Conclusion: Paco 2, a surrogate of lung hypoplasia, may be useful for risk stratification in CDH. Paco 2 < 60 mm Hg in the first ABG may indicate milder pulmonary hypoplasia. A Paco 2 > 80 mm Hg in the first ABG and/or before ECMO may indicate severe pulmonary hypoplasia.
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http://dx.doi.org/10.1055/s-0034-1368088DOI Listing
November 2014

Oronasopharyngeal suction versus wiping of the mouth and nose at birth: a randomised equivalency trial.

Lancet 2013 Jul 3;382(9889):326-30. Epub 2013 Jun 3.

Department of Pediatrics, University of Alabama at Birmingham, Birmingham, AL, USA.

Background: Wiping of the mouth and nose at birth is an alternative method to oronasopharyngeal suction in delivery-room management of neonates, but whether these methods have equivalent effectiveness is unclear.

Methods: For this randomised equivalency trial, neonates delivered at 35 weeks' gestation or later at the University of Alabama at Birmingham Hospital, Birmingham, AL, USA, between October, 2010, and November, 2011, were eligible. Before birth, neonates were randomly assigned gentle wiping of the face, mouth (implemented by the paediatric or obstetric resident), and nose with a towel (wipe group) or suction with a bulb syringe of the mouth and nostrils (suction group). The primary outcome was the respiratory rate in the first 24 h after birth. We hypothesised that respiratory rates would differ by fewer than 4 breaths per min between groups. Analysis was by intention to treat. This study is registered with ClinicalTrials.gov, number NCT01197807.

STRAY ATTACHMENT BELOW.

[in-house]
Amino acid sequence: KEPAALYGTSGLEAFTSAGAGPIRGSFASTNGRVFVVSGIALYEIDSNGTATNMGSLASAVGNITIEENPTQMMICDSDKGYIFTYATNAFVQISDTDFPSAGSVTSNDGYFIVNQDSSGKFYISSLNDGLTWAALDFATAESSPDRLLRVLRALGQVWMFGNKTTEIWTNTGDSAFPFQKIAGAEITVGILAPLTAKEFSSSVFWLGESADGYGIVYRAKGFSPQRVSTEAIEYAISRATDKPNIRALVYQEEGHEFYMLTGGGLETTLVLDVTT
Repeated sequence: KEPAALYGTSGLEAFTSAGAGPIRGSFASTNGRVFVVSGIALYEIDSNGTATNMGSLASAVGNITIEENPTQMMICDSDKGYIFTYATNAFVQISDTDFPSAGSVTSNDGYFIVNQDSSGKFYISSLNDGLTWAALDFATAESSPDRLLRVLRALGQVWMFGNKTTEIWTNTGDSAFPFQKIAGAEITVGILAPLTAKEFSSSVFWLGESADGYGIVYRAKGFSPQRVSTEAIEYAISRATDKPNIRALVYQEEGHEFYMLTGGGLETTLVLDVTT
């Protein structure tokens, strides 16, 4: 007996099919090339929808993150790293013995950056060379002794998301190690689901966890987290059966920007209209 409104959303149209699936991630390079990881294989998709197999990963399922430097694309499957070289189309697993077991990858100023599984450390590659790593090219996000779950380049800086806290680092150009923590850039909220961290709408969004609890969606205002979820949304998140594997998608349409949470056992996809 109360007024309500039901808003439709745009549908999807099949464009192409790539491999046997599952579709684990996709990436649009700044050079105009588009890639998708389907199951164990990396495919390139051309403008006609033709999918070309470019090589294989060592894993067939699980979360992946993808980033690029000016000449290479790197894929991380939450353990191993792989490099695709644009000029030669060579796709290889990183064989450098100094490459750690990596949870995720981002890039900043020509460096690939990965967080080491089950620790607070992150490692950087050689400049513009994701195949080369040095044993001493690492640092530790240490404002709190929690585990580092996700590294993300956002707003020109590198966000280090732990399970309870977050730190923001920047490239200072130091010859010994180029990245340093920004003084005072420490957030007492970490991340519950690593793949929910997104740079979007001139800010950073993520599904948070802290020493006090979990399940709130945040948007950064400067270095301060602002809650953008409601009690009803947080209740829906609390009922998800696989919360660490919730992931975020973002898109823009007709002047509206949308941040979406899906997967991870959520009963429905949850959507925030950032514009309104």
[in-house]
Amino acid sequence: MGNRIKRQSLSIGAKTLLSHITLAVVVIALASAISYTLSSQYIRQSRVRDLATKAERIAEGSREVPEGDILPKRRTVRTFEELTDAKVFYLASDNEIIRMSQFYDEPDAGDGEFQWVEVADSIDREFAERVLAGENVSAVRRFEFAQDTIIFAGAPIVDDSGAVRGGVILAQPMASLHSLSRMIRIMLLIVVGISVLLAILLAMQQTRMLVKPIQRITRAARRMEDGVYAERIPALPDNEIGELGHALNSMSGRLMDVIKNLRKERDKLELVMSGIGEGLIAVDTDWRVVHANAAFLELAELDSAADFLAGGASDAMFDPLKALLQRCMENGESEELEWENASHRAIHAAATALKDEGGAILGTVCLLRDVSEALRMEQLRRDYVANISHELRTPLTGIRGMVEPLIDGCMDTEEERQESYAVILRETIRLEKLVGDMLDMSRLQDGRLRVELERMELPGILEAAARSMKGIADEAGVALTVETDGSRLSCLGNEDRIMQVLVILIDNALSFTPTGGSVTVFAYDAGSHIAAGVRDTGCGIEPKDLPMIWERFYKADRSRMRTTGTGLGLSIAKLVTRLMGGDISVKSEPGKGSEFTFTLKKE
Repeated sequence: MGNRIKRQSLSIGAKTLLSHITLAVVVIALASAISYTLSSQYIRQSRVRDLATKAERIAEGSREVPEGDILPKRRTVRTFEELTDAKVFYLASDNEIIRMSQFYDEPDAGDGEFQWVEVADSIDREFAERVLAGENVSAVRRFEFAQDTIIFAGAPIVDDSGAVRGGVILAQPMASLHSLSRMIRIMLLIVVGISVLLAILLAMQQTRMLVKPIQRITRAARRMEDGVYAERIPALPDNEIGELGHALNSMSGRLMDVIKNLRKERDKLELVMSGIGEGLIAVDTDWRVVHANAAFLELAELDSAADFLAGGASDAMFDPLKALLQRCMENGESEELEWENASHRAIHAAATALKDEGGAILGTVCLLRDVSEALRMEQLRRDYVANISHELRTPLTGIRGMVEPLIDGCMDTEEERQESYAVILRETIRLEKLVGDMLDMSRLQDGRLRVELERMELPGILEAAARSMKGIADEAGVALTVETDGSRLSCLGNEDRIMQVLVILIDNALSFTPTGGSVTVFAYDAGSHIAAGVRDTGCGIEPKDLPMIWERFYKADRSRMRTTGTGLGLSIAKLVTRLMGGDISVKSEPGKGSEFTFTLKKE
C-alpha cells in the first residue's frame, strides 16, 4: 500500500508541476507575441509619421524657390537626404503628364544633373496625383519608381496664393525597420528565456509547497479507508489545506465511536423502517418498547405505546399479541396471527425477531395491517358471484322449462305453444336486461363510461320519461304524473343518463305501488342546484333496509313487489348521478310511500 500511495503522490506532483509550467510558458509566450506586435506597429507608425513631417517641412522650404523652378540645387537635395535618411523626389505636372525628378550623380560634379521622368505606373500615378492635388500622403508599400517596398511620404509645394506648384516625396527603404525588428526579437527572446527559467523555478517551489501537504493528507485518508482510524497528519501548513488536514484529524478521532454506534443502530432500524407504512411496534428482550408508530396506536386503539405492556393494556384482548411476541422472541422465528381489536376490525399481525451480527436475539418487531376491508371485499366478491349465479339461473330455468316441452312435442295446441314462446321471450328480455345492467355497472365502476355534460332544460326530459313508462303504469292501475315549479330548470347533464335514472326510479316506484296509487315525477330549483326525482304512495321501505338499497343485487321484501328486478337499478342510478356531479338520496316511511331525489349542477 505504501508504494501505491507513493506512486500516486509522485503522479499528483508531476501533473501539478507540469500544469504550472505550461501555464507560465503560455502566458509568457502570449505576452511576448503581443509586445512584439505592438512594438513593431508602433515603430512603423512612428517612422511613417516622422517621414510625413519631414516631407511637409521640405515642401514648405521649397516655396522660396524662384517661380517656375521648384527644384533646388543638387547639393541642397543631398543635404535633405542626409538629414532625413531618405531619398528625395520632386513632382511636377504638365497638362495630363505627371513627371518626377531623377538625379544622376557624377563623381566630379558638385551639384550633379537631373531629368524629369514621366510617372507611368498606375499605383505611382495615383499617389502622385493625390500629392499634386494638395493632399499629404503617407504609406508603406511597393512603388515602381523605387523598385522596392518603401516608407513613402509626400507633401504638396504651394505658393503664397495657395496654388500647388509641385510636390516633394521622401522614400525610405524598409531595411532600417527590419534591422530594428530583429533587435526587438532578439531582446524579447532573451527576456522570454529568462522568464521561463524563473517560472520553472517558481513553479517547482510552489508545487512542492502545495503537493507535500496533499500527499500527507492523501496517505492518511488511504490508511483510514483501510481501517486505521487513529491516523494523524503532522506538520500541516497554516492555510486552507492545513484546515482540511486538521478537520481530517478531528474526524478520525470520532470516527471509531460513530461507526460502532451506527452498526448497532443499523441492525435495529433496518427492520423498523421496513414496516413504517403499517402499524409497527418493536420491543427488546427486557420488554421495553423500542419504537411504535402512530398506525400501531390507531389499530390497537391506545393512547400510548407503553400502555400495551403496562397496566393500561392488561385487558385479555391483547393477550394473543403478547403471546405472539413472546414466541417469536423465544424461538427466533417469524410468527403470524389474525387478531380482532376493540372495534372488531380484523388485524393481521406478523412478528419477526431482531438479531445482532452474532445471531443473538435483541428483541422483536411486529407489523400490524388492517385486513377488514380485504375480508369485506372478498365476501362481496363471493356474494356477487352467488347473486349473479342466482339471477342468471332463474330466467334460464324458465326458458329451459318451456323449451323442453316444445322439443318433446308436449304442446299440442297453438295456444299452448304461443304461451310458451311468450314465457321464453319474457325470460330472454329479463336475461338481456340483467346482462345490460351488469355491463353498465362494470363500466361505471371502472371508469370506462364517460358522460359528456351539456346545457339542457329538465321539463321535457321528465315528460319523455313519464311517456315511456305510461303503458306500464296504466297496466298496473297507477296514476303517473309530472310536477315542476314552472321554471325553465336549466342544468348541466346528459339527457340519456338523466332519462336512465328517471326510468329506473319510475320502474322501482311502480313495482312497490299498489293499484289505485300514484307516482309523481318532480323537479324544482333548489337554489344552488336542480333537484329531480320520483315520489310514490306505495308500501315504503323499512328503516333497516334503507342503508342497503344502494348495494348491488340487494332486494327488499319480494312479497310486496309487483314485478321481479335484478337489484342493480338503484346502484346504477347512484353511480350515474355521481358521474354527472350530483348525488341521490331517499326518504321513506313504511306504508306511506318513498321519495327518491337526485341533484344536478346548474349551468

Findings: 506 neonates born at a median of 39 weeks' gestation (IQR 38-40) were randomised. Three parents withdrew consent and 15 non-vigorous neonates with meconium-stained amniotic fluid were excluded. Among the 488 treated neonates, the mean respiratory rates in the first 24 h were 51 (SD 8) breaths per min in the wipe group and 50 (6) breaths per min in the suction group (difference of means 1 breath per min, 95% CI -2 to 0, p<0·001).

Interpretation: Wiping the nose and mouth has equivalent efficacy to routine use of oronasopharyngeal suction in neonates born at or beyond 35 weeks' gestation.